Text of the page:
But what more fiercely fries and excruciates the teacher’s mind than zeal for God? Hence Paul was being burnt with the frying of this frying-pan when he said, Who is made weak, and I am not made weak? Who is offended, and I burn not? (2 Cor. 11:29). And, because whosoever is inflamed with zeal for God is protected by a guard continually, lest he should deserve to be condemned for negligence, it is rightly said, Thou shalt set it for a wall of iron between thee and the city. For an iron frying-pan is set for a wall of iron between the prophet and the city, because, when rulers already exhibit strong zeal, they keep the same zeal as a strong defence afterwards between themselves and their hearers, lest they should be destitute then of the power to punish from having been previously remiss in reproving.

But meanwhile it is to be borne in mind that, while the mind of the teacher exasperates itself for rebuke, it is very difficult for him to avoid breaking out into saying something that he ought not to say. And for the most part it happens that, when the faults of subordinates are reprehended with severe invective, the tongue of the master is betrayed into excess of language. And, when rebuke is immoderately hot, the hearts of the delinquents are depressed to despair. Wherefore it is necessary for the exasperated ruler, when he considers that he has wounded more than he should have done the feelings of his subordinates, to have recourse in his own mind to penitence, so as by lamentations to obtain pardon in the sight of the Truth; and even for this cause, that it is through the ardour of his zeal for it that he sins. This is what the Lord in a figure enjoins through Moses, saying, If a man go in simplicity of heart with his friend into the wood to hew wood, and the wood of the axe fly from his hand, and the iron slip from the helve and smite his friend and slay him, he shall flee unto one of the aforesaid cities and live; lest haply the next of kin to him whose blood has been shed, while his heart is hot, pursue him, and overtake him, and smite him mortally (Deut. 19:4, 5). For indeed we go with a friend into the wood as often as we betake ourselves to look into the delinquencies of subordinates. And we hew wood in simplicity of heart, when with pious intention we cut off the vices of delinquents. But the axe flies from the hand, when rebuke is drawn on to asperity more than need requires. And the iron leaps from the helve, when out of reproof issues speech too hard. And he smites and slays his friend, because overstrained contumely cuts him off from the spirit of love. For the mind of one who is reproved suddenly breaks out into hatred, if immoderate reproof charges it beyond its due. But he who smites wood incautiously and destroys his neighbour must needs fly to three cities, that in one of them he may live protected; since if, betaking himself to the laments of penitence, he is hidden under hope and charity in sacramental unity, he is not held guilty of the perpetrated homicide. And him the next of kin to the slain man does not kill, even when he finds him; because, when the strict judge comes, who has joined himself to us by sharing in our nature, without doubt He requires not the penalty of his fault from him whom faith hope and charity hide under the shelter of his pardon.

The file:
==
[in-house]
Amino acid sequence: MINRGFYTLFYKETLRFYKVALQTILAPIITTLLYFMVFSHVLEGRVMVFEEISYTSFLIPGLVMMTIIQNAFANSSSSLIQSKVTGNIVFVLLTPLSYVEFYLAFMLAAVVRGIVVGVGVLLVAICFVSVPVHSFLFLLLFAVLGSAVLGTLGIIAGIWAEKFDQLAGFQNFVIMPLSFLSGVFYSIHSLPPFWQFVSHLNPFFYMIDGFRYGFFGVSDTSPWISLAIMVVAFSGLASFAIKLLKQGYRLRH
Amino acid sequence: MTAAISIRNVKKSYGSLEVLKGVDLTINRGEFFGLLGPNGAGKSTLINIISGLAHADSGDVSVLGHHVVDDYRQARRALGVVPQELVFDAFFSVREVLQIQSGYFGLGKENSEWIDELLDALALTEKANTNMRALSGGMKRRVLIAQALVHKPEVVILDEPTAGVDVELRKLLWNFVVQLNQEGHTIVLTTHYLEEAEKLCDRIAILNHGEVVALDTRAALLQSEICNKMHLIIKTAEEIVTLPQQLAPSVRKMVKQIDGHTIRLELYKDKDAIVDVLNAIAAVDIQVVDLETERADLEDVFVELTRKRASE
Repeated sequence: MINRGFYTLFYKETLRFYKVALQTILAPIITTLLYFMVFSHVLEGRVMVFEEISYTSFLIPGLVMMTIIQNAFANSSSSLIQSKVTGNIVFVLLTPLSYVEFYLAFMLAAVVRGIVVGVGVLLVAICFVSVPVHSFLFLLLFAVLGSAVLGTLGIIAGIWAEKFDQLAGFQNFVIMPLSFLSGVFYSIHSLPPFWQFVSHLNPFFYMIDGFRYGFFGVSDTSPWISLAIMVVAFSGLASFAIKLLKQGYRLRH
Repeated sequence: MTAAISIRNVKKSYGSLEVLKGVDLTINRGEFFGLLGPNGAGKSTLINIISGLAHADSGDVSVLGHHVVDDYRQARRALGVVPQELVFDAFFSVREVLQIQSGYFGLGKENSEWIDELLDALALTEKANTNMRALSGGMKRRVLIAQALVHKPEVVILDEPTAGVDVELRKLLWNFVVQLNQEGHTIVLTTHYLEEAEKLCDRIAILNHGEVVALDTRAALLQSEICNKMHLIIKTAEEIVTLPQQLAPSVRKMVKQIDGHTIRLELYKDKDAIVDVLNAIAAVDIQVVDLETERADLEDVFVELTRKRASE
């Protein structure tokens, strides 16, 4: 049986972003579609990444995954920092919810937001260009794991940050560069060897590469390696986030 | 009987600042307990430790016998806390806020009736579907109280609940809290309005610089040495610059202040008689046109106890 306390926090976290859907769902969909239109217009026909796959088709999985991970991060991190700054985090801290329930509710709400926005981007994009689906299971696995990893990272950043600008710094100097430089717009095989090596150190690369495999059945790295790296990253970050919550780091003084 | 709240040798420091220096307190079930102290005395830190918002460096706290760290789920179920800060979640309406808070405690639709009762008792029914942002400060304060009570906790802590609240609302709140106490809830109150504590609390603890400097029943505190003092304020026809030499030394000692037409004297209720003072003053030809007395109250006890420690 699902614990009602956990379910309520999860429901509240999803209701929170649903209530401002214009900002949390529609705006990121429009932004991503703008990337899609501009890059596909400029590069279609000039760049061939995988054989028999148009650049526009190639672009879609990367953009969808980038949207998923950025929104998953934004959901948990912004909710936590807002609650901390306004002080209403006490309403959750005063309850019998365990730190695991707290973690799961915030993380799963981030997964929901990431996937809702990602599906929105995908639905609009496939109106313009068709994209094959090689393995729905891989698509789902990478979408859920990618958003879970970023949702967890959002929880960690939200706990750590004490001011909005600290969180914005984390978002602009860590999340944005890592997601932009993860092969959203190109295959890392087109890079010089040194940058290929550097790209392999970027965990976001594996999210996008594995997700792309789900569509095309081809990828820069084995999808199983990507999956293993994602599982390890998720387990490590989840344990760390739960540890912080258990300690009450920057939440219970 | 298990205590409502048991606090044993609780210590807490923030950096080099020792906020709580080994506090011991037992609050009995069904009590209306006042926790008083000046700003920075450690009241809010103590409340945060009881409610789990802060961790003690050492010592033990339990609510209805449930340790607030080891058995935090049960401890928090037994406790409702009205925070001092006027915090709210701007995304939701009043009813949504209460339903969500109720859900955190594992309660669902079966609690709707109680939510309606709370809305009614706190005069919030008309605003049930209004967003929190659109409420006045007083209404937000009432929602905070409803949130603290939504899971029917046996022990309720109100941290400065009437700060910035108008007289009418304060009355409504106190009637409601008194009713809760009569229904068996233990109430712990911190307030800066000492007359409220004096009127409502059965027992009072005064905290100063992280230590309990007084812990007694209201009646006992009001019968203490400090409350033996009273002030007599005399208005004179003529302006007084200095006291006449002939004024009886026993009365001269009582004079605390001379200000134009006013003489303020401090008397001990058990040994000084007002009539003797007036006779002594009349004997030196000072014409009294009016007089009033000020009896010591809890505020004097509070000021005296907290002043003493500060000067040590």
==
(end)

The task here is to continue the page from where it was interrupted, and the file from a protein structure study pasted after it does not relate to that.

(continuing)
Chapter XI

How intent the ruler ought to be on meditations in the Sacred Law